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An inside look at an entrepreneur’s experience of appearing on Shark Tank, and the results despite leaving without a deal from the Sharks
When Deidrea Haysel went into the Shark Tank last spring to pitch Hot Mama Gowns, her line of specialty hospital maternity gowns, she didn’t come away with a deal. But she did leave with her fandom of the show intact, and with an amazing amount of buzz.
Question: What did you think that being on the show would do for you?
Answer: Truly in the most organic sense, I wanted to take my business to the next level. The whole TV realm didn’t phase me. But I wanted to pitch my idea because (the show) has the power to do that. It was an easy decision for me – I was a fan since Season One, and I got to know the Sharks from that perspective. I was getting as much background information on them as I could.
Q: Did you think that any one Shark would be more likely to like your idea, Hot Mama Gowns, than the others?
A: I thought that the most suited would be Daymond John, because he’s familiar with the manufacturing and distribution of clothing. I thought he would have the greatest resources and the money to do everything bigger, to buy everything in bigger lots, so I could pass the savings onto the customers. But (the investor) didn’t have to be a clothing person.
Q: Other businesspeople who have been on the show have told me that, as with most reality shows, the aired segments are just a fraction of the time spent there with the Sharks. How long were you actually in there?
A: About an hour. People don’t realize what’s happening in the background. One hundred percent of it was me pitching my heart out. Everything that was said (in the aired version) was what I said – some things were mixed around a little bit, but I felt it represented me.
Q: I guess it’s all about editing.
A: The more dramatic, the better for TV. A lot of people don’t know that. They only see you on TV for 10 or 15 minutes, to figure out who that person is. In all actuality, it’s an hour’s worth of sound bites. There is a lot going on, and I got some great feedback. There were a lot of positive things that were not shown. And the Sharks are typecast, too. It’s interesting to see how they really were. I was very impressed by all of them.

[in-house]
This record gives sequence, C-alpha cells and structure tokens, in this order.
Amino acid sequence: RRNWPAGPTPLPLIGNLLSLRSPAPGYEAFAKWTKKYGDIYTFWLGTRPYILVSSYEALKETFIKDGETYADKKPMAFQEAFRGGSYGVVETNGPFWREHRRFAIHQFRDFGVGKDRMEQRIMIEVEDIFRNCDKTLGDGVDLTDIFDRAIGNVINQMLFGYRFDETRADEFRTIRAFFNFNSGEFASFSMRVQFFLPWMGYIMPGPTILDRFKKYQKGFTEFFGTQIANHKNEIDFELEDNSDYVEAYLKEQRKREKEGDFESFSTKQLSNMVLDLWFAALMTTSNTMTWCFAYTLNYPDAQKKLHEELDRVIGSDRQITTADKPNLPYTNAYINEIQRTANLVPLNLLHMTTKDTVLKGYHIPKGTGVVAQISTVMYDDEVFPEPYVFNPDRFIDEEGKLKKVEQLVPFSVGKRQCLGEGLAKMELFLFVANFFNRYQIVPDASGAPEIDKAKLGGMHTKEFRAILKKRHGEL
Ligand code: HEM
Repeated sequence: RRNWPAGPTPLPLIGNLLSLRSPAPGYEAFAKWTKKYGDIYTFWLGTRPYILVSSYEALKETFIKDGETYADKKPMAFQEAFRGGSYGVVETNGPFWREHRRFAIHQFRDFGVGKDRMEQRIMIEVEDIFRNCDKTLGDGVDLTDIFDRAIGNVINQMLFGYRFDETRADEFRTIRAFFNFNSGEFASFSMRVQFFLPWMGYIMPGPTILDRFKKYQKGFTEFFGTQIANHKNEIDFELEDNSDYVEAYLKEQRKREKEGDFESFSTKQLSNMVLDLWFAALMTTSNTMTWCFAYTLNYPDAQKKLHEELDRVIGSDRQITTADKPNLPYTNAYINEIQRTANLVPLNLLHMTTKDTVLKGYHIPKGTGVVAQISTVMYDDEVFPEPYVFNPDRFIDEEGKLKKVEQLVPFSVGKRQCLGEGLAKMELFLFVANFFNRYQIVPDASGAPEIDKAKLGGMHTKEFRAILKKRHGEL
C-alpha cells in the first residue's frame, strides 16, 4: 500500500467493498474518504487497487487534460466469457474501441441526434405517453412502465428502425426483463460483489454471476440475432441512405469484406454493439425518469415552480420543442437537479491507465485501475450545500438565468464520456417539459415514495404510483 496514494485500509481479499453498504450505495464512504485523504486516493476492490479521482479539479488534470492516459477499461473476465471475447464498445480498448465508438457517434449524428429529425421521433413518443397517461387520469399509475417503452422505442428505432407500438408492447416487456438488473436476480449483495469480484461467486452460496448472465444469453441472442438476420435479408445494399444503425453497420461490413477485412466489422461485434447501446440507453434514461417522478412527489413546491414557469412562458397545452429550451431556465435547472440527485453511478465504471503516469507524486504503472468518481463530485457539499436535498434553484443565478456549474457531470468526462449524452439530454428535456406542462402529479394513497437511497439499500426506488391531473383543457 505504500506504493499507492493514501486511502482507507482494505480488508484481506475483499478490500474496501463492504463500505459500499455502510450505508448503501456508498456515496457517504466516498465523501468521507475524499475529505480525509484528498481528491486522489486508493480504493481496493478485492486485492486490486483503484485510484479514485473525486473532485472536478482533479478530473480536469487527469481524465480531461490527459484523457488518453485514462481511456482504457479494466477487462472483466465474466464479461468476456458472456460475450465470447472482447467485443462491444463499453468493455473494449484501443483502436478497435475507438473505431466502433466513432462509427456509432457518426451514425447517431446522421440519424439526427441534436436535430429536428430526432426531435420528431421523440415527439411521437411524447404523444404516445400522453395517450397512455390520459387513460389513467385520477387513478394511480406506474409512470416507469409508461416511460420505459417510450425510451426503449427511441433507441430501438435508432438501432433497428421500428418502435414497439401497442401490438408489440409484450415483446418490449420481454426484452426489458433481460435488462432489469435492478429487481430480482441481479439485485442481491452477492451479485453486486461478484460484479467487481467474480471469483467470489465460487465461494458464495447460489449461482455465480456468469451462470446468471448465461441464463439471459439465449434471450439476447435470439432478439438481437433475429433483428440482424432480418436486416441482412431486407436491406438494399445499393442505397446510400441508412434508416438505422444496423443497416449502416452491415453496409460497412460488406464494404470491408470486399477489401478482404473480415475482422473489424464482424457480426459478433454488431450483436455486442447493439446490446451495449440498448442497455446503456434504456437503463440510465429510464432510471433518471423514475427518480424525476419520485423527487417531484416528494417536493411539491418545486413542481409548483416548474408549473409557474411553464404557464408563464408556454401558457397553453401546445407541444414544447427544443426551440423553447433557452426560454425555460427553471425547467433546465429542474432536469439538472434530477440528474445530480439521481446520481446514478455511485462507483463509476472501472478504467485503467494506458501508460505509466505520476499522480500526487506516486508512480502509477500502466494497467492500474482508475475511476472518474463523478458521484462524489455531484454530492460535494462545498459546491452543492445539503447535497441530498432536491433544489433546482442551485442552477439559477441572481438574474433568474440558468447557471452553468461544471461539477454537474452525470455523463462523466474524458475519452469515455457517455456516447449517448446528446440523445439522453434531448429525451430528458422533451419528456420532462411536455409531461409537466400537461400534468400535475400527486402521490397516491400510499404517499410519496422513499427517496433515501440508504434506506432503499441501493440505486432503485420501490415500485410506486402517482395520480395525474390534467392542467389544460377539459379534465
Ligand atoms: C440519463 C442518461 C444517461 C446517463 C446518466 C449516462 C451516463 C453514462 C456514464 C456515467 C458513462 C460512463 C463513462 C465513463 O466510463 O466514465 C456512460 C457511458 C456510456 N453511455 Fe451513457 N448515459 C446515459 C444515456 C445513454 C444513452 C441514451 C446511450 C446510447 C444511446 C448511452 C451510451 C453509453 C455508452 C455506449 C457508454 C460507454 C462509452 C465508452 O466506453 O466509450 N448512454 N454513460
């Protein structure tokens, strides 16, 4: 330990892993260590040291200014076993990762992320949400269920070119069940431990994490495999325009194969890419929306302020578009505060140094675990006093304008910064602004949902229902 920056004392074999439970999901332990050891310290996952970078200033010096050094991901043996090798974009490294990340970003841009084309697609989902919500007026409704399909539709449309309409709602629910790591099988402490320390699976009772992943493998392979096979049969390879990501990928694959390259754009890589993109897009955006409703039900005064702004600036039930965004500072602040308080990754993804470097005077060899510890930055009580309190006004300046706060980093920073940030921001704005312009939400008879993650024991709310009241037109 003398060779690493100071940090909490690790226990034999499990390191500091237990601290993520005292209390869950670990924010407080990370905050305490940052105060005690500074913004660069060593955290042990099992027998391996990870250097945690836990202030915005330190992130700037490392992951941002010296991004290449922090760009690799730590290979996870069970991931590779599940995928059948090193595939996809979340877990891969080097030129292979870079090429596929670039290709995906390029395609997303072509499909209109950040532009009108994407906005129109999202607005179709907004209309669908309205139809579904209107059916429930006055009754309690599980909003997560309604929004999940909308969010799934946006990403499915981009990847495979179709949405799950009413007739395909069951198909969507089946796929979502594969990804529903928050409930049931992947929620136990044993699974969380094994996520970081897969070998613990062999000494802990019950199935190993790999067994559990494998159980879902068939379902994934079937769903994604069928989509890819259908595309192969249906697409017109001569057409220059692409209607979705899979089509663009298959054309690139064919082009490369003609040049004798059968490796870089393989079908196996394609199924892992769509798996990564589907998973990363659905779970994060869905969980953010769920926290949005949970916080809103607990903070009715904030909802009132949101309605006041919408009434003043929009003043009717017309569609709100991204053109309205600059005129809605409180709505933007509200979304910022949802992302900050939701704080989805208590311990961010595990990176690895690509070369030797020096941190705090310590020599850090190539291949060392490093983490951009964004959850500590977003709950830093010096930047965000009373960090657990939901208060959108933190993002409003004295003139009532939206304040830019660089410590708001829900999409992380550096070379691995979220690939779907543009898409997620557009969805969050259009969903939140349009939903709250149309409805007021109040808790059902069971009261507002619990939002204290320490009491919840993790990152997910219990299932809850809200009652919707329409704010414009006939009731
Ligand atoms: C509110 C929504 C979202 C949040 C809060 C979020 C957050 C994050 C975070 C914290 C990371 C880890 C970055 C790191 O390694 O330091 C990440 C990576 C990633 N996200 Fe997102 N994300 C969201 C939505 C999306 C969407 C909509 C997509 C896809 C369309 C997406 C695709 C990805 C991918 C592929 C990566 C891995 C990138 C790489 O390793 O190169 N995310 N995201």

Q: Was there any point during the show when you thought “Uh-oh, this isn’t going so well?”
A: I don’t think I had one of those moments, until they said ‘We’re out.” Their questions were really good. The edited version seems rapid fire but there was a lot of conversation and them understanding the niche market I’m in, with me bringing my experiences and what I’ve been doing. There was no foreshadowing or anything. They all came to the table with a lot of questions. They weren’t out until the very last one said “Out.”
Q: How soon after your episode aired did you see its effects on Hot Mama Gowns?
A: After the first time it aired, we had tens of thousands of hits that night, and it stayed escalated in the tens of thousands for a week. And it’s stayed up since April (2011).
Q: What do you think it is about Hot Mama Gowns that the masses so responded to?
A: I think they didn’t realize that something like that exists. I gave birth to my first child in 2006, and I wasn’t medicated, so I had lots of time to think. You spend thousands of dollars on your wedding dress, and this day is as special, if not more. To tell the truth, I chose the vanity option! (Laughs) I was in full makeup, with my hair in curlers. I am glad that women have the option to feel comfortable and celebrated, and to not have their behinds showing. Our gowns fit a size 2-24. Larger or smaller sizes have always been (ignored). Overweight women don’t show (their pregnancy bellies) like other women. Larger sized women sometimes buy two or three of them, because they’re so used to being relegated to the back of stores, especially with maternity wear. I get the same feedback from the extra small girls. We come from the standpoint of feeling good, and not flopping out.
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